Differences in fracture prevalence and in bone mineral density between Chinese and White Canadians: the Canadian Multicentre Osteoporosis Study (CaMos) Academic Article uri icon

  •  
  • Overview
  •  
  • Research
  •  
  • Identity
  •  
  • Additional Document Info
  •  
  • View All
  •  

abstract

  • Fracture determinants differ between Canadians of Chinese and White descent, the former constituting the second largest visible minority group in Canada. The results of this study support the importance of characterizing bone health predictors in Canadians of different ethnicity to improve population-specific fracture prevention and treatment strategies. PURPOSE: We aimed to compare clinical risk factors, bone mineral density, prevalence of osteoporosis, and fractures between Chinese and White Canadians to identify ethnicity-specific risks. METHODS: We studied 236 Chinese and 8945 White Canadians aged 25+ years from the Canadian Multicentre Osteoporosis Study (CaMos). The prevalence of osteoporosis using ethnicity-specific peak bone mass (PBM), and of prior and incident low trauma fractures were assessed and compared between groups. Linear regressions, adjusting for age and anthropometric measures, were used to examine the association between baseline and 5-year changes in BMD and ethnicity. RESULTS: Chinese participants had shorter stature, lower BMI, and lower rate of falls than White participants. Adjusted models showed no significant differences in baseline BMD between ethnic groups except in younger men where total hip BMD was 0.059 g/cm2 (0.009; 0.108) lower in Chinese. Adjusted 5-year BMD change at lumbar spine was higher in older Chinese women and men compared with Whites. When using Chinese-specific PBM, the prevalence of osteoporosis in Chinese women was 2-fold lower than when using that of White women The prevalence of fractures was higher in White women compared with Chinese with differences up to 14.5% (95% CI 9.2; 19.7) and 10.5% (95% CI 4.5-16.4) in older White men. Incident fractures were rare in young Chinese compared with White participants and not different in the older groups. CONCLUSION: Our results support the importance of characterizing bone strength predictors in Chinese Canadians and the development of ethnicity-specific fracture prediction and prevention strategies.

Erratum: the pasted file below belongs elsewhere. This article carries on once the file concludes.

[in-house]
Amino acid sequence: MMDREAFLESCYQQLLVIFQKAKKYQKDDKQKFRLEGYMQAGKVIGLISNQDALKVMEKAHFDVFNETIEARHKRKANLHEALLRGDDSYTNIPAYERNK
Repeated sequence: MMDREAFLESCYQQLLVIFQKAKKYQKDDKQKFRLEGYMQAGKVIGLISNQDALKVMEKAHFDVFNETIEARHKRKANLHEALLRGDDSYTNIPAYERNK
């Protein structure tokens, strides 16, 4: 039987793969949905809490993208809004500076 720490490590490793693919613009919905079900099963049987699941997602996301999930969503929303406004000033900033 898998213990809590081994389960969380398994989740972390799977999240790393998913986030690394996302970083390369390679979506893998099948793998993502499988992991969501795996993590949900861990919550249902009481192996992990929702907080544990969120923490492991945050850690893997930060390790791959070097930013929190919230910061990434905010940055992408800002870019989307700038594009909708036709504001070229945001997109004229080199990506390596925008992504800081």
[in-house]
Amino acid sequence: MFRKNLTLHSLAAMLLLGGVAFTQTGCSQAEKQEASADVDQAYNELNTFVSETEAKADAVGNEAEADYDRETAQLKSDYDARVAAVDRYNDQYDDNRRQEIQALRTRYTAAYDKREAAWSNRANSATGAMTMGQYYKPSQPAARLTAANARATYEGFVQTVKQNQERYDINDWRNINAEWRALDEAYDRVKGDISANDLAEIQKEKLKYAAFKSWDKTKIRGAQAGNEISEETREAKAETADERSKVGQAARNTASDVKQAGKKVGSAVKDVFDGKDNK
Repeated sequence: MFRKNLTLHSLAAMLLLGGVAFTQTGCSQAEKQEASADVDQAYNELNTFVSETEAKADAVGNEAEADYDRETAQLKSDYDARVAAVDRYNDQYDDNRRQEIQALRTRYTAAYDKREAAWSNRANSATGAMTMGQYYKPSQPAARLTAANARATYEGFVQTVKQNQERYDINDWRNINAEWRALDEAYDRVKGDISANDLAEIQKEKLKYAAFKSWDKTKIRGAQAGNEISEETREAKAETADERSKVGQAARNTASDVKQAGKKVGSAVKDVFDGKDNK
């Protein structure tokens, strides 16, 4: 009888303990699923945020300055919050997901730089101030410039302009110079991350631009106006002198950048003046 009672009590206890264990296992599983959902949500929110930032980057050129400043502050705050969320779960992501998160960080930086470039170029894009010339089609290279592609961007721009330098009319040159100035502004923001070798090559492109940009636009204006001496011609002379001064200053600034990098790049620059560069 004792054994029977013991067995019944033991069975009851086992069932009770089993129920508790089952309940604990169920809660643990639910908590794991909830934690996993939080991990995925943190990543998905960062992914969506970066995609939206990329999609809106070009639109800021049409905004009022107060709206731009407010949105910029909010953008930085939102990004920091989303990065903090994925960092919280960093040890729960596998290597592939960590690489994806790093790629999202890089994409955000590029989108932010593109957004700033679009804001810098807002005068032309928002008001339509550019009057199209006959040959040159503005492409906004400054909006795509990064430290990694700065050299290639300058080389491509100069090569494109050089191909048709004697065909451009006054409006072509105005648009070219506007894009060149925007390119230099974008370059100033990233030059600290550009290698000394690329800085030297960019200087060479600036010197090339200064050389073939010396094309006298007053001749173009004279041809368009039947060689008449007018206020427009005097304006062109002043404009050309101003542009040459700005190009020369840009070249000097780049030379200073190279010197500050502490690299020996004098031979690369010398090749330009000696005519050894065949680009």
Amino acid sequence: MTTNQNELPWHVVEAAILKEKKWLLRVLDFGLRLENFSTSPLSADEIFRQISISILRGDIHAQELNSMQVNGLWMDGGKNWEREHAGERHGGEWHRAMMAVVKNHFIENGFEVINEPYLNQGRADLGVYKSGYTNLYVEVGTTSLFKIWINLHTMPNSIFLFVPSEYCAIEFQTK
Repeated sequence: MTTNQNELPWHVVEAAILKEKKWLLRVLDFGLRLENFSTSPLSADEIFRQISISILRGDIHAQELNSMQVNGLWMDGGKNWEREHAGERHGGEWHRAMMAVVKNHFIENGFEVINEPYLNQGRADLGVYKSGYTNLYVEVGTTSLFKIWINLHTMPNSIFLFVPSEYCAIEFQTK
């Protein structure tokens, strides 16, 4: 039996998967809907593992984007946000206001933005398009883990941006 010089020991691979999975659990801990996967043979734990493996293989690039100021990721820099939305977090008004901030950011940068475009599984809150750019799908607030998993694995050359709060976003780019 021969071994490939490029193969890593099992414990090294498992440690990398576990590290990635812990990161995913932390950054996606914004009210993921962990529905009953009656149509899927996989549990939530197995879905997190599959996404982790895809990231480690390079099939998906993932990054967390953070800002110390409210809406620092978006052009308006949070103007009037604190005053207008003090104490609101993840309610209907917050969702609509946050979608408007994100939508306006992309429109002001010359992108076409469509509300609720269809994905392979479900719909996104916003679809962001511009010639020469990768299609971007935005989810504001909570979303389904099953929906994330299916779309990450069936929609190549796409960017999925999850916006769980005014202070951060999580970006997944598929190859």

publication date

  • December 2020